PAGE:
We usually have to export data from Crystal Reports, for a couple of reasons. One is, the program normally has to be there to read a Crystal file, so exporting allows others to read something. And unless the report is on a shared drive, it usually has to be emailed to the other parties.
Luckily, the dialog box makes the process about as simple as possible. One can click File->Export->Export Report, or go directly to the Export button in the first toolbar. When the box appears, we have two main choices to make. One is the file format we’ll export data to. The other is what the program calls the destination. This can open the file directly in the receiving program, send into a folder, or just saving to a file. Usually we save to a disk file, as this is the most directly useful thing for business.
There are three or four formats which seem to be the most frequent choices. When we export data to PDF format, it’s similar to printing, and anyone with Acrobat Reader can use it.
Saving to Excel format is limited (to my knowledge) by the fact that it’s in the older, XLS format. So we can only throw in about 65,530 or so rows of data. For larger reports, this might be a problem, but one could export data in pieces and assemble them. And the formulas doing the calculating evaporate, but not the results.
We use HTML format a little less, but it can be helpful when reports need to go on the internal website. The main thing to know here is the dialog box for saving is in the older style. It requires us to navigate for saving by opening and closing folders. And we have to allow for the file(s) saving in a folder at the location we choose. We can save the report as one HTML document, or one webpage per Crystal page, with or without navigation tools.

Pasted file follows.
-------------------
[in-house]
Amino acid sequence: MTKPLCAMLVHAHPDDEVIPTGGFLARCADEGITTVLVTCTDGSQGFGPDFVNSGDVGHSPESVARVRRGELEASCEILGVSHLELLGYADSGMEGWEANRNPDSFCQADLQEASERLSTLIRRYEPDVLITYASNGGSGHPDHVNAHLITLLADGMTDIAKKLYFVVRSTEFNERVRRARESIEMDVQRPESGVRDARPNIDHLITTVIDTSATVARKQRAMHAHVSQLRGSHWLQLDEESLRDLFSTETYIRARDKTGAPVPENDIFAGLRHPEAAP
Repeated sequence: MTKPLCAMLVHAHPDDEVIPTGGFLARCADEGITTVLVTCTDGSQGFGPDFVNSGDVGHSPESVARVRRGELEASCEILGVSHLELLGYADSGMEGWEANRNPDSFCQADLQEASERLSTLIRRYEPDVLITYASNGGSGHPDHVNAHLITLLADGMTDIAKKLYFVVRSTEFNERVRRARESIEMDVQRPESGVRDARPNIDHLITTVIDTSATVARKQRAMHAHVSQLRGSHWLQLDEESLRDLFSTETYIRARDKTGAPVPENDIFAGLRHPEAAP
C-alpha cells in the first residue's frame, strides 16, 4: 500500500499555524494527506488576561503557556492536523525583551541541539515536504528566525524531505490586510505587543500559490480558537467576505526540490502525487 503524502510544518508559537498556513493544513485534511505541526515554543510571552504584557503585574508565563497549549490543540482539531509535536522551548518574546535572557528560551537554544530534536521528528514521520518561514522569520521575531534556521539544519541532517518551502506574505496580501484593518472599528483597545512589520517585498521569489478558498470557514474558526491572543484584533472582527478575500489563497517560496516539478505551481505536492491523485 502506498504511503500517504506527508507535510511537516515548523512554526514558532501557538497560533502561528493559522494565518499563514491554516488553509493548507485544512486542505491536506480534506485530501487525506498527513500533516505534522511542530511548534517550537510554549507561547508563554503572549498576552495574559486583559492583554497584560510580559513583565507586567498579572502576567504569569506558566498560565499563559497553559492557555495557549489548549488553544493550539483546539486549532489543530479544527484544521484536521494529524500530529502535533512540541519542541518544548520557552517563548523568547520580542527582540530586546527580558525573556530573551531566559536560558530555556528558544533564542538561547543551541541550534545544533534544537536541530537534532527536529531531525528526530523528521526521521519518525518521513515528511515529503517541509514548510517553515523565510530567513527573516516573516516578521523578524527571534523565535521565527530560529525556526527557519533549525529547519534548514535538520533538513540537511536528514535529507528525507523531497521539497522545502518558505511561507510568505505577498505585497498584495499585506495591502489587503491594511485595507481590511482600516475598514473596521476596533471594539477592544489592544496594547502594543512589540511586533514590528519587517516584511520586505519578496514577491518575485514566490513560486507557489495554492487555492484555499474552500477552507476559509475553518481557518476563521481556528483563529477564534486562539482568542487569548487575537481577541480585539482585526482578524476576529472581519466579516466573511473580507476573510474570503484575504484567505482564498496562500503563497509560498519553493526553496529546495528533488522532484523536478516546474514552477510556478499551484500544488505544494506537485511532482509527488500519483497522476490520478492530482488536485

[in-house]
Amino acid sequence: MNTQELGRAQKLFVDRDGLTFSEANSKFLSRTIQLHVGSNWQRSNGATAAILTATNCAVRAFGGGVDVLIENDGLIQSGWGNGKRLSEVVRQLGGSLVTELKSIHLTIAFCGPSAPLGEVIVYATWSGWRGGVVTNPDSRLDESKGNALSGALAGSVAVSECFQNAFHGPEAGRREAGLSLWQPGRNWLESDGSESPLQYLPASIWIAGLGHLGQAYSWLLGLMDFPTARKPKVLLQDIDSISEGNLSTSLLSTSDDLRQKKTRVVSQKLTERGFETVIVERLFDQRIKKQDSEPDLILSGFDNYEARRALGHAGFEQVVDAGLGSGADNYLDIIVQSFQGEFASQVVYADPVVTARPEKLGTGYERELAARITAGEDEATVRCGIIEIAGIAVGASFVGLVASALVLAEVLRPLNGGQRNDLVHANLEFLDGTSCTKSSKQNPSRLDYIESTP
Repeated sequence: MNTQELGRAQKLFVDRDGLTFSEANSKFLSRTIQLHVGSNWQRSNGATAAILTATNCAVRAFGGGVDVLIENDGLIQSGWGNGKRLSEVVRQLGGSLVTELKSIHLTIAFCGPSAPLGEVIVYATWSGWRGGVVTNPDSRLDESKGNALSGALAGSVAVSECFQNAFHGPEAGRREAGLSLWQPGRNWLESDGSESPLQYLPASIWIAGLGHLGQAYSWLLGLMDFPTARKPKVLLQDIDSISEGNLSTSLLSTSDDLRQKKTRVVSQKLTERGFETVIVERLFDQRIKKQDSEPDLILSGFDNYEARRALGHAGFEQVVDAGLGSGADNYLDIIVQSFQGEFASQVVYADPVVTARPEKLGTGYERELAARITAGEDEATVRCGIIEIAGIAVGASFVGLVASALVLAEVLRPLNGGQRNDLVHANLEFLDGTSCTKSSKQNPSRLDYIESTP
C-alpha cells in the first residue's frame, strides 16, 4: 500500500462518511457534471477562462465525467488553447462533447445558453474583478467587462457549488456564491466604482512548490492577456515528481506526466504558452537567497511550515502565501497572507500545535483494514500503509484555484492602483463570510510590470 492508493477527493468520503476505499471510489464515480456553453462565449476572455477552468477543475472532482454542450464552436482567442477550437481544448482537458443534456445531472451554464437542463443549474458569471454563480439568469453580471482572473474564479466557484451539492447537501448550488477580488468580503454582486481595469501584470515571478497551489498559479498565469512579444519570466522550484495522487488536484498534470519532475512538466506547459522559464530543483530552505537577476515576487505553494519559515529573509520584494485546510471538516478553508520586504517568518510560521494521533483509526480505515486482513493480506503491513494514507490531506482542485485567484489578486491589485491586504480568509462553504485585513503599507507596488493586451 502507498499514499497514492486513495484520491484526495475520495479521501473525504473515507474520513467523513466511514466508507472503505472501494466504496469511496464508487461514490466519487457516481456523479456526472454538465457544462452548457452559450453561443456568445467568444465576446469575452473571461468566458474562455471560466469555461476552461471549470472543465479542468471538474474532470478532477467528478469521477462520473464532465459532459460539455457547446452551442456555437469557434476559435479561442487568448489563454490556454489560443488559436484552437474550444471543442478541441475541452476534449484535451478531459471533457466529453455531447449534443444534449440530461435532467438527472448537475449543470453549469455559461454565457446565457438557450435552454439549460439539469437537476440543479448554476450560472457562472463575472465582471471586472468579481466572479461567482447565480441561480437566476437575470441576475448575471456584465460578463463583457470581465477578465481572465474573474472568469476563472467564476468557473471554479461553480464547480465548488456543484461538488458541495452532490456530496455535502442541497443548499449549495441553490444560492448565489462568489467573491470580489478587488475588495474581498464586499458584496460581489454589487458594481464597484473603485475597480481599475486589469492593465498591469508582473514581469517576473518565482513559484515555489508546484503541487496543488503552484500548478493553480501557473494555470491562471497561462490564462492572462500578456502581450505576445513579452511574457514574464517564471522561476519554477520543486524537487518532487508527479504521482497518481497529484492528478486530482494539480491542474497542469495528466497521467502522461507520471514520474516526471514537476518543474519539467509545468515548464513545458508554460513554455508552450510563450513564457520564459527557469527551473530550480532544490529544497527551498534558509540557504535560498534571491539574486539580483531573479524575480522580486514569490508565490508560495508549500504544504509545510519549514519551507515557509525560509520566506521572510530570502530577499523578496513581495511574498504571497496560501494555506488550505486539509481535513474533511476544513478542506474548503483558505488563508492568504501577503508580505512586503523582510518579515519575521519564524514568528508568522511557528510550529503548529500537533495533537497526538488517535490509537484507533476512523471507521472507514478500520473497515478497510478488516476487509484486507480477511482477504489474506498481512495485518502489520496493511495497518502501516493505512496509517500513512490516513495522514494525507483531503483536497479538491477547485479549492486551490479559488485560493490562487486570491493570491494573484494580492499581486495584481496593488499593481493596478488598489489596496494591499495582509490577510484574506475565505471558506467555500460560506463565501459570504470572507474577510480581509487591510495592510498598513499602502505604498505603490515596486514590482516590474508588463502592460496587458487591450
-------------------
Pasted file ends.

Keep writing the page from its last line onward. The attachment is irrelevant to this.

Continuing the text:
The format that seems to export data oddly is Tab Separated Text (TTX). Normally the extension should be TXT, as far as I know. So when Crystal creates the file (it’s plain text), I just change the extension and acknowledge the “unusable” message. The icon changes to the Notepad piece of paper, and it’s good to go. Seems to work fine. I couldn’t tell you which versions of the program have this oddity, but the cure is simple.
Again, the only major limitation all around is we don’t keep the formulas, only their results. So whatever calculations are giving us our answers won’t carry over. In most cases, according to what I’ve heard, this isn’t a problem. Since the results are usually more important than how they got there, the formulas (if correct) don’t have to be there. I understand some people have macros and code to export data with formulas. It would certainly be worth investigating.
To get a better grounding in this, check out our Crystal Reports training.